Regular listeners of Hannah’s Bookshelf will know that I like to make my themed shows a bit topical – even if the ‘topical’ bit is a little tenuous or vague sometimes. Given everything that’s happened in UK politics over the last couple of weeks, I thought I might try my hand at a related theme (without being too controversial). Despite all the current uncertainty, there is one thing we know for sure – at some point soon, we’ll be getting a new prime minister. So I thought it might be interesting to take a look on my bookshelf for some of my favourite PMs in literature. You can listen again to the show on the player below, but (as promised) here are the books I talked about this week.
Let me know what you think of my choices!
in Gloriana, or the Revolution of 1900 by Florence Dixie (1890)
I started off with a lesser-known, but fascinating, novel. Written in 1890, Dixie’s utopian feminist fantasy tells the story of Gloriana de Lara, a young woman who disguises herself as Hector D’Estrange and rapidly rises through the political ranks to become prime minister. D’Estrange campaigns and secures women’s suffrage (in fact the book hints that (s)he’s secured universal suffrage, as some working class men talk about their support of D’Estrange as well), and campaigns on an egalitarian manifesto. This leads to a landslide victory in a general election, in which ‘D’Estrangeite’ MPs are joined by ‘Irish, Scotch and Welsh Home Rulers’ to form a ‘precarious’ majority in the House of Commons. However, this majority is unsettled by the fact that, should the ‘Nationals’ and ‘Progressists’ combine forces, the D’Estrangeite mandate might be undermined.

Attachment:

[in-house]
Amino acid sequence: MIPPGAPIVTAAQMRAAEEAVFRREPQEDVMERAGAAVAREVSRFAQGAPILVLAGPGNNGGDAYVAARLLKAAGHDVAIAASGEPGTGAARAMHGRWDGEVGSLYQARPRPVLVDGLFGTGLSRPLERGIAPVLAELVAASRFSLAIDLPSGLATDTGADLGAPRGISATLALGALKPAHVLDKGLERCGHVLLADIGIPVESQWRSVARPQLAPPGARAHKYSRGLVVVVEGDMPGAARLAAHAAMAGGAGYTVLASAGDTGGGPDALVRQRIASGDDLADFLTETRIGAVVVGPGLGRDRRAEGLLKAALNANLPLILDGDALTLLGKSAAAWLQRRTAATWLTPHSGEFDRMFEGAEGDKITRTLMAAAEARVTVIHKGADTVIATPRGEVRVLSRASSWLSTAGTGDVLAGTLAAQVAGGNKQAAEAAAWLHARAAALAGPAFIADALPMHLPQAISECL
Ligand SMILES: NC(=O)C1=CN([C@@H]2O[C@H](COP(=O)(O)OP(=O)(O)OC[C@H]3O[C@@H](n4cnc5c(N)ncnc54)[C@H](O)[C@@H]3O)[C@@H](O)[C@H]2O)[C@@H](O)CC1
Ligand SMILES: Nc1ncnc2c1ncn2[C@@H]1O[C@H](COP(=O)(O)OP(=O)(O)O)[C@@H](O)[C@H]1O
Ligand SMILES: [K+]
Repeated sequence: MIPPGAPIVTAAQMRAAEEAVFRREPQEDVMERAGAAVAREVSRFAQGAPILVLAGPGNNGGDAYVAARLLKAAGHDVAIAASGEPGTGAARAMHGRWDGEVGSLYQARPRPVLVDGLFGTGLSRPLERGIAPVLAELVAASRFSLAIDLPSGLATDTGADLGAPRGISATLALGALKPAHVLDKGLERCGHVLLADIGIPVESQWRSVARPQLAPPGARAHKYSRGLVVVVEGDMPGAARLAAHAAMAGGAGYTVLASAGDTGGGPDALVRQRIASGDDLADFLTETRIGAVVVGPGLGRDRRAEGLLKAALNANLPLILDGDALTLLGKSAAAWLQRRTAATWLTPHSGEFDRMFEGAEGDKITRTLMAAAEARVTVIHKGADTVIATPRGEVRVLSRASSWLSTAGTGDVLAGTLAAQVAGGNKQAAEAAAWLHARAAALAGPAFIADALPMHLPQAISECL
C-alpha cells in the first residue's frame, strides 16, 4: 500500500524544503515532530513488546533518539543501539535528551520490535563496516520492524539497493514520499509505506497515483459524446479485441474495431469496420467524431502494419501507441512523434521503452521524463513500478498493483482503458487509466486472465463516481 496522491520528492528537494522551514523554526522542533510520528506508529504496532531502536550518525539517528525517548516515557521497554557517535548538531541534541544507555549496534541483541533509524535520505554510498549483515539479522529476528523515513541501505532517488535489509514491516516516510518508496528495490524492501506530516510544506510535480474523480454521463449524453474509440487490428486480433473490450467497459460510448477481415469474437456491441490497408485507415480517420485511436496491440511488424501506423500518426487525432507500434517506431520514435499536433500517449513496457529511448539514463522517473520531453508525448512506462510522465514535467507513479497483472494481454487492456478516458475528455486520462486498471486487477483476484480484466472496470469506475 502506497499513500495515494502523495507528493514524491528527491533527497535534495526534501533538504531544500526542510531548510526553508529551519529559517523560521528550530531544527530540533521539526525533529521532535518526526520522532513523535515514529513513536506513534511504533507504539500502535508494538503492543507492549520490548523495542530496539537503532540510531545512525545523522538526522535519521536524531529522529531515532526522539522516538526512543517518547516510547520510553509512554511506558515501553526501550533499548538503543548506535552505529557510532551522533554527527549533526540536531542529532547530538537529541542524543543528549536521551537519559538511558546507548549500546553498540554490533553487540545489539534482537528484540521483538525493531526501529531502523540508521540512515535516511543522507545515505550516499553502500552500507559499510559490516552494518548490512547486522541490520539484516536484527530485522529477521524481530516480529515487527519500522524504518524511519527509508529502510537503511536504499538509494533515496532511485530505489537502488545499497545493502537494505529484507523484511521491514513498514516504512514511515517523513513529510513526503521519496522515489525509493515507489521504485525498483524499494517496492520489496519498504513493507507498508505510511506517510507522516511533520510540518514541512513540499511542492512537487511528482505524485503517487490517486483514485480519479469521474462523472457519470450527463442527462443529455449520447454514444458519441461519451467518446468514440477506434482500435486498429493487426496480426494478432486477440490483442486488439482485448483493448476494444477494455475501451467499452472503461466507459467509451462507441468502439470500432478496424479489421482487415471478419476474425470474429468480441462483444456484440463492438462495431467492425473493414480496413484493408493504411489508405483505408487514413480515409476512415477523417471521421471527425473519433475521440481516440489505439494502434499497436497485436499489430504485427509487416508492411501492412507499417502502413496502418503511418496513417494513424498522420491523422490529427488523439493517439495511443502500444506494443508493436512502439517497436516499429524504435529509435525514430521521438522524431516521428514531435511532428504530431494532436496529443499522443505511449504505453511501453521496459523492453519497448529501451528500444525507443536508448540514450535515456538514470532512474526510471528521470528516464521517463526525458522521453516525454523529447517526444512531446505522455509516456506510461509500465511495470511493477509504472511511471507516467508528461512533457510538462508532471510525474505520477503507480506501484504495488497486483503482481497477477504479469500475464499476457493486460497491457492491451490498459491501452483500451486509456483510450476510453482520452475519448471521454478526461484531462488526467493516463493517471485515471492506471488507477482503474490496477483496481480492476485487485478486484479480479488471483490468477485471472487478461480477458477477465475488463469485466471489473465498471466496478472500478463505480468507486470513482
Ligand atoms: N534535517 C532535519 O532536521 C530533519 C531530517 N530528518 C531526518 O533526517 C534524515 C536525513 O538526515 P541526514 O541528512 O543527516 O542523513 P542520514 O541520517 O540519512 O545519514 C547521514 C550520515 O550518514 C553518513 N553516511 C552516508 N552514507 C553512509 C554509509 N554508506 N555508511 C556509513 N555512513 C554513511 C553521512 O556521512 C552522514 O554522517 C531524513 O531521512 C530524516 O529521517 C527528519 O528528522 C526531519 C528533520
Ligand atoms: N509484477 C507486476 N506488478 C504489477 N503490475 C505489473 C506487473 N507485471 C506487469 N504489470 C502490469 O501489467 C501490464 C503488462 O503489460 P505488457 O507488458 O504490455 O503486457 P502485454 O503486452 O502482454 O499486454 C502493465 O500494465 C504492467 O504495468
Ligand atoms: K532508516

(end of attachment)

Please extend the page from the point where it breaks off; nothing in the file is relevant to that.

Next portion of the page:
And this is exactly what happens. When Prime Minister D’Estrange proposes a bill to ensure the ‘absolute and entire enfranchisement of the women of his country’, the other two parties collude in a plot to have the new prime minister arrested on a false charge. If this collusion between ‘Nationals’ and ‘Progressists’ seems unlikely, the novel explains: these unusual bedfellows, while ‘hating each other cordially, yet hate still more the high-souled, far-reaching, justice-loving principles of Hector D’Estrange’.
If you haven’t already read Dixie’s book, you should definitely check it out – it’s a fascinating piece of early feminist fantasy that has some curious resonances with contemporary politics (and, as I said on the show, some surprising points of similarity with another book on this list).